A maritime lawyer says there may be a legal argument for allowing foreign yachts into New Zealand when they can prove where they have been through electronic tracking.
Hundreds denied entry because of the border closure have tried convincing authorities they pose no threat because of the time it takes to sail here.
But the Ministry of Health repeated that the border was closed to foreign yachts, except where an exemption was granted.
Peter Dawson said ship tracking devices would show authorities that yachts alone at sea for days presented no risk of bringing Covid into New Zealand.
"If a vessel owner can establish he has been through an AIS tracker; that he has been at sea for the required period, then I think that would be very persuasive in suggesting to the Ministry of Health that they should be satisfied with the 14-day quarantine period when the vessel arrives in New Zealand."
AIS - or Automatic Identification System - was an electronic device that automatically sent and received information on the position and speed of a vessel.
It was used as a collision avoidance system, and helped authorities identify ships and manage marine traffic in ports and harbours around the world.
Auckland marine electronics supplier Advance Trident said it was simple to use.
Alex Bai from the company clicked on to a vessel displayed on the marine traffic website as he spoke with RNZ:
"So, it will give me time of departure, time of arrival - you can track the route forecast if they're coming from Fiji. It will give you time on the water and estimated time of arrival."
Foreign yacht owners wanted a safe haven to avoid the seasonal cyclone period in the South Pacific between October and April.
Like migratory birds, yachts could not easily sail to destinations against the prevailing weather, which was why it was not simple for many to return to home.
The manager of Marlborough's Waikawa Boating Club has done the sea journey to the Pacific islands and back.
Sue van Velzen said a major problem loomed if the yachts could not leave.
"If a cyclone happens to go through Fiji, and I've heard there are about 300 yachts there, there is nowhere they can all go to seek shelter.
"Traditionally they'd go up mangrove streams and tie themselves in, while other places might put a huge barge across the entrance to the creek to stop the sea surge coming in, but there aren't enough streams to do this so those boats and crew are definitely at risk if a cyclone should come through."
The Ministry of Health said visiting yachts could apply to the director general of health Ashley Bloomfield for an exemption.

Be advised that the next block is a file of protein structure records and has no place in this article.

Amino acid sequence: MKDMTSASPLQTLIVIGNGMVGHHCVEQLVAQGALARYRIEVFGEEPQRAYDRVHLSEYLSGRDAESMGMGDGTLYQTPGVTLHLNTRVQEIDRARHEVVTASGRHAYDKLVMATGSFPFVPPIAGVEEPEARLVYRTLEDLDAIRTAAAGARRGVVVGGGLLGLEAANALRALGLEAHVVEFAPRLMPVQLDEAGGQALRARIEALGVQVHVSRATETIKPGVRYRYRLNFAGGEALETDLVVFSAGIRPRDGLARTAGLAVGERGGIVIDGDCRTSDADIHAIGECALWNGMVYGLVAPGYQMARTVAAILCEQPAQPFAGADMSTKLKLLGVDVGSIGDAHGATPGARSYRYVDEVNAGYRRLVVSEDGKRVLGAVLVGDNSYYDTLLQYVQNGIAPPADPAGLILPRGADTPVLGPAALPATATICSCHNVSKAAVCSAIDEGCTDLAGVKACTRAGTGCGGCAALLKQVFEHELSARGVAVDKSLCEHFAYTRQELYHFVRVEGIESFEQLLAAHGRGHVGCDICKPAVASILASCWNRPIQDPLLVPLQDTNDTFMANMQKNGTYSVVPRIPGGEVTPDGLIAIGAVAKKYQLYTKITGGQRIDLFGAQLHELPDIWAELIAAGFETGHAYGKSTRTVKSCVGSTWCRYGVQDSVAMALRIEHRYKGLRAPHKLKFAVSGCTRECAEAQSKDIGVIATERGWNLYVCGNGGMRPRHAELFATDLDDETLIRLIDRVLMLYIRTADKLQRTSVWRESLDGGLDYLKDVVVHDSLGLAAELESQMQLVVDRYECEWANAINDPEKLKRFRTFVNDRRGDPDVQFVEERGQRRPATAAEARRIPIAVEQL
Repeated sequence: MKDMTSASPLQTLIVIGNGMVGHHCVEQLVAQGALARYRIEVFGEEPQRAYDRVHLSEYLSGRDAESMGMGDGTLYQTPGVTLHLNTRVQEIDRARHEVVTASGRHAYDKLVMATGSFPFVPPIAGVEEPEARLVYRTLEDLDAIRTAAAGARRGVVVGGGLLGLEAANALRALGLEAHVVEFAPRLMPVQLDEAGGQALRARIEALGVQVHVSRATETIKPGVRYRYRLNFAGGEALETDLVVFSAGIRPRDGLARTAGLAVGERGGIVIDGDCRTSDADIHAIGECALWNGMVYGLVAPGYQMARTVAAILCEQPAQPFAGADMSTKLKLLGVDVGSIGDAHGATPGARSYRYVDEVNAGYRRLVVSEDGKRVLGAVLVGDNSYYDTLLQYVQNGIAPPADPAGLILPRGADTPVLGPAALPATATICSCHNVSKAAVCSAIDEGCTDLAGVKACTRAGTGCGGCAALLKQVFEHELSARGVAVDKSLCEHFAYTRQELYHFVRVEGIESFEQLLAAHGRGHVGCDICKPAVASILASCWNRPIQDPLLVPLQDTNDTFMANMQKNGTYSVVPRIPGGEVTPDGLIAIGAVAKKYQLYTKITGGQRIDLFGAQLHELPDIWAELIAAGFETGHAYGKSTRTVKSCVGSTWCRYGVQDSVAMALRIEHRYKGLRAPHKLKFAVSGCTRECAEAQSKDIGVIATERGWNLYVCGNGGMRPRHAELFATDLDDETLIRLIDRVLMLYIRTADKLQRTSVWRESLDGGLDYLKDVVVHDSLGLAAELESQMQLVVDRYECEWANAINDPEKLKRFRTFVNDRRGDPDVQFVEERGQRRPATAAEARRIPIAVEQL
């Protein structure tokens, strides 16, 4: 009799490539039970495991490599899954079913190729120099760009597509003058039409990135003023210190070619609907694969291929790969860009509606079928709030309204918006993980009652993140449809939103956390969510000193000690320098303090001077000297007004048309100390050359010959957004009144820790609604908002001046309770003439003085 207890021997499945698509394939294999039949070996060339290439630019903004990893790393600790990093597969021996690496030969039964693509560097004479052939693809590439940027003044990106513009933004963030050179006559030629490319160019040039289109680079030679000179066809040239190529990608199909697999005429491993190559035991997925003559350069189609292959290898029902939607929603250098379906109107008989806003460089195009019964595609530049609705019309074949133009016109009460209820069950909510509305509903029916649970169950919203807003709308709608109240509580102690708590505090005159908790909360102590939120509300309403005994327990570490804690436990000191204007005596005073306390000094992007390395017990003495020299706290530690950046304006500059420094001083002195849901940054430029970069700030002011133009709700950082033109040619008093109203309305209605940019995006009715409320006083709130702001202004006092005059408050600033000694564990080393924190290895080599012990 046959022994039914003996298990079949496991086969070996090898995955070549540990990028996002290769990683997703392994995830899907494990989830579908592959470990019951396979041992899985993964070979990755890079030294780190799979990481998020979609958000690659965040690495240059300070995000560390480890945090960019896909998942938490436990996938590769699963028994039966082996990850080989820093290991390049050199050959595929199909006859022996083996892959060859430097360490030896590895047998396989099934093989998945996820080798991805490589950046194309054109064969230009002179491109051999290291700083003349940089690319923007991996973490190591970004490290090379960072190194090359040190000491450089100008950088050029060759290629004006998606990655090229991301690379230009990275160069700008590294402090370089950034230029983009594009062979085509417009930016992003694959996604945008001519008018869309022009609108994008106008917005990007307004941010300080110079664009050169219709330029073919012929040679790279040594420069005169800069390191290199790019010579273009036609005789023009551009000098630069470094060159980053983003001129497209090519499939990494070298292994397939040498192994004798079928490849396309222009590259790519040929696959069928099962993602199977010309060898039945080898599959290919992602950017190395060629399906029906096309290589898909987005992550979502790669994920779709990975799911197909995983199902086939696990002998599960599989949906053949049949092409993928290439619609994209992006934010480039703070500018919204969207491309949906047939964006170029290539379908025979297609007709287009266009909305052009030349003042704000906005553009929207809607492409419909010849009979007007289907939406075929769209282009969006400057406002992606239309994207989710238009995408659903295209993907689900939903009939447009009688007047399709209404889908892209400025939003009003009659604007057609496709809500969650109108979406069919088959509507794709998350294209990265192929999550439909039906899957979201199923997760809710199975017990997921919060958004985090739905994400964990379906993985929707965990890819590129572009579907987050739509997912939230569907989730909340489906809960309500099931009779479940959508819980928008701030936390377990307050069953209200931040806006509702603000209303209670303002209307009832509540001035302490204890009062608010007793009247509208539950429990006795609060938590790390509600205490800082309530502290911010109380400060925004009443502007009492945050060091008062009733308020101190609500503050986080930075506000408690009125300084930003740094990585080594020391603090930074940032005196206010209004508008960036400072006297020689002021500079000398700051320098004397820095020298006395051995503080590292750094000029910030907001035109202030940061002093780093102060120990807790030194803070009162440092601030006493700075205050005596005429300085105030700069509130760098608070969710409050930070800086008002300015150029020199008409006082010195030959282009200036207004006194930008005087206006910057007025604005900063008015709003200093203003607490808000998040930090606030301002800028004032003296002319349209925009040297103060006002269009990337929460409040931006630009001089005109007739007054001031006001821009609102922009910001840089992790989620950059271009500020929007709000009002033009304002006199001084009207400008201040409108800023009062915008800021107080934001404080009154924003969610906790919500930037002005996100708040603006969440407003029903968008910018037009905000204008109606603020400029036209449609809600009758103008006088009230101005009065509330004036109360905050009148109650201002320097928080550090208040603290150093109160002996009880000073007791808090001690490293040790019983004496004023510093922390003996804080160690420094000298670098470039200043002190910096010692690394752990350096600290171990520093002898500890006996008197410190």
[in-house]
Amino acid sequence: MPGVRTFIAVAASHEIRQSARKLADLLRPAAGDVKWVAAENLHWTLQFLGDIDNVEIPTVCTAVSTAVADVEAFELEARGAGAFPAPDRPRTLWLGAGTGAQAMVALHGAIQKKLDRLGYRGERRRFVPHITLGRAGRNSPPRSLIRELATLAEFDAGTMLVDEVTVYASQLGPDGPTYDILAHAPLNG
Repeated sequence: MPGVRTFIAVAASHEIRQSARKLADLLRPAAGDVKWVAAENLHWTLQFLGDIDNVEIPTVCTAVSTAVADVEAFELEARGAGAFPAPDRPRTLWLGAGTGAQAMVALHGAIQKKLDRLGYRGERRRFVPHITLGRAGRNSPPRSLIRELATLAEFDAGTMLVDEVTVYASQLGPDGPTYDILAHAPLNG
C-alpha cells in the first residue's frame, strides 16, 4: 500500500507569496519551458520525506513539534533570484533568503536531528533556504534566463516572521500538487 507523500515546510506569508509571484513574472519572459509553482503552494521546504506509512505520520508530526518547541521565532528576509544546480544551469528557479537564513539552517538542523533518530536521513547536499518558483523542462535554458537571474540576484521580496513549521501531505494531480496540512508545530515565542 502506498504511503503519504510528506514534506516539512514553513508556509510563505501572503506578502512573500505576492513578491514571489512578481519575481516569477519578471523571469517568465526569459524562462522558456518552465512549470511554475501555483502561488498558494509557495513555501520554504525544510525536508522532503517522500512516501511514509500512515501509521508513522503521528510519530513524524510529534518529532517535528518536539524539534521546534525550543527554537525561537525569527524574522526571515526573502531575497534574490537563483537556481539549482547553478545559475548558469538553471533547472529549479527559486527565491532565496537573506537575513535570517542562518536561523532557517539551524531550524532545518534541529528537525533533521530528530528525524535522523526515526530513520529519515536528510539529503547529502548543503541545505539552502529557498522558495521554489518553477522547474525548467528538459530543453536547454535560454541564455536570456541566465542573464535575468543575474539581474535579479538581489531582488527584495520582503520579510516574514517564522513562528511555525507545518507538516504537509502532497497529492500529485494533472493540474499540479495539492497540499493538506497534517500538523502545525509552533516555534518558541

But it has been made clear that wanting to escape the [https://www.rnz.co.nz/news/national/426508/foreign-yachties-say-lives-now-at-risk-from-nz-decision cyclone season was not reason enough] to grant one on humanitarian grounds.
Bloomfield said recently the yachts had had plenty of time in the past six months to make alternative arrangements.
Guy Chester of the Ocean Cruising Club has been lobbying New Zealand officials on behalf of the foreign cruising fraternity.
He said several attempts had been made over that time to seek clarity on New Zealand's position, to be told only recently they would not be allowed in.
He said a self-isolation protocol was presented to health authorities in July, which included multiple options to prove they presented no risk.
"And one of those was they have vessel tracking. Yachts have a variety of techniques to do that - one is the automatic identification system that's tracked by satellite, and the other is that some yachts have satellite systems on-board themselves, that can do tracking."
Chester said almost all yachts now had a tracking system.
But for those that did not have one, it would be difficult to add as there were not the supplies where the boats were now.
Bai said the equipment was often sent to yachts based in the Pacific, was not hard to install, and cost about $1500.
"You must have an AIS transceiver - so there's transmitting and receiving and an adequate AIS aerial.
"You can buy the AIS as a black box to go into your electronics, or buy an upgraded VHF [ship's radio] with AIS built in."
The Ministry of Health said the primary pre-requisite for yachts coming into New Zealand was not about the quarantine period, or whether it could track them via AIS, which it was not able to do anyway - it was whether they are allowed entry into New Zealand or not.
It said recently it was also concerned about managing an influx of up to 1000 people on the several hundred yachts that wanted to come here.
Three German yachties refused entry after arriving in the Bay of Islands last week were in custody, pending their flight back to Germany later today.